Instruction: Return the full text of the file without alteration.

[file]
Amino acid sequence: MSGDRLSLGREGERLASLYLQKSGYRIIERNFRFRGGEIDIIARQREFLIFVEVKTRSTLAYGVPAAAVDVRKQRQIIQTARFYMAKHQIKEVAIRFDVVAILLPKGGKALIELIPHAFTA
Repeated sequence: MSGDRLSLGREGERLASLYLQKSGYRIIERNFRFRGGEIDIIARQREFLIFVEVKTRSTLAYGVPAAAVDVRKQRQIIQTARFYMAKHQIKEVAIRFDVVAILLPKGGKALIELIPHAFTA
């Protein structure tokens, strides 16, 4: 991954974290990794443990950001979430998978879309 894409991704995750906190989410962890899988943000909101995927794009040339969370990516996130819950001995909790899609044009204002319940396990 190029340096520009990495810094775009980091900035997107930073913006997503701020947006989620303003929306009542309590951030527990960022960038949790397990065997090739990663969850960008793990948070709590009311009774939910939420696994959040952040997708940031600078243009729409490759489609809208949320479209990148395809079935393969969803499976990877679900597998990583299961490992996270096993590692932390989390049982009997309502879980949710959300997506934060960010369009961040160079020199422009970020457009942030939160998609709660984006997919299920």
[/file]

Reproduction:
Amino acid sequence: MSGDRLSLGREGERLASLYLQKSGYRIIERNFRFRGGEIDIIARQREFLIFVEVKTRSTLAYGVPAAAVDVRKQRQIIQTARFYMAKHQIKEVAIRFDVVAILLPKGGKALIELIPHAFTA
Repeated sequence: MSGDRLSLGREGERLASLYLQKSGYRIIERNFRFRGGEIDIIARQREFLIFVEVKTRSTLAYGVPAAAVDVRKQRQIIQTARFYMAKHQIKEVAIRFDVVAILLPKGGKALIELIPHAFTA
């Protein structure tokens, strides 16, 4: 991954974290990794443990950001979430998978879309 894409991704995750906190989410962890899988943000909101995927794009040339969370990516996130819950001995909790899609044009204002319940396990 190029340096520009990495810094775009980091900035997107930073913006997503701020947006989620303003929306009542309590951030527990960022960038949790397990065997090739990663969850960008793990948070709590009311009774939910939420696994959040952040997708940031600078243009729409490759489609809208949320479209990148395809079935393969969803499976990877679900597998990583299961490992996270096993590692932390989390049982009997309502879980949710959300997506934060960010369009961040160079020199422009970020457009942030939160998609709660984006997919299920």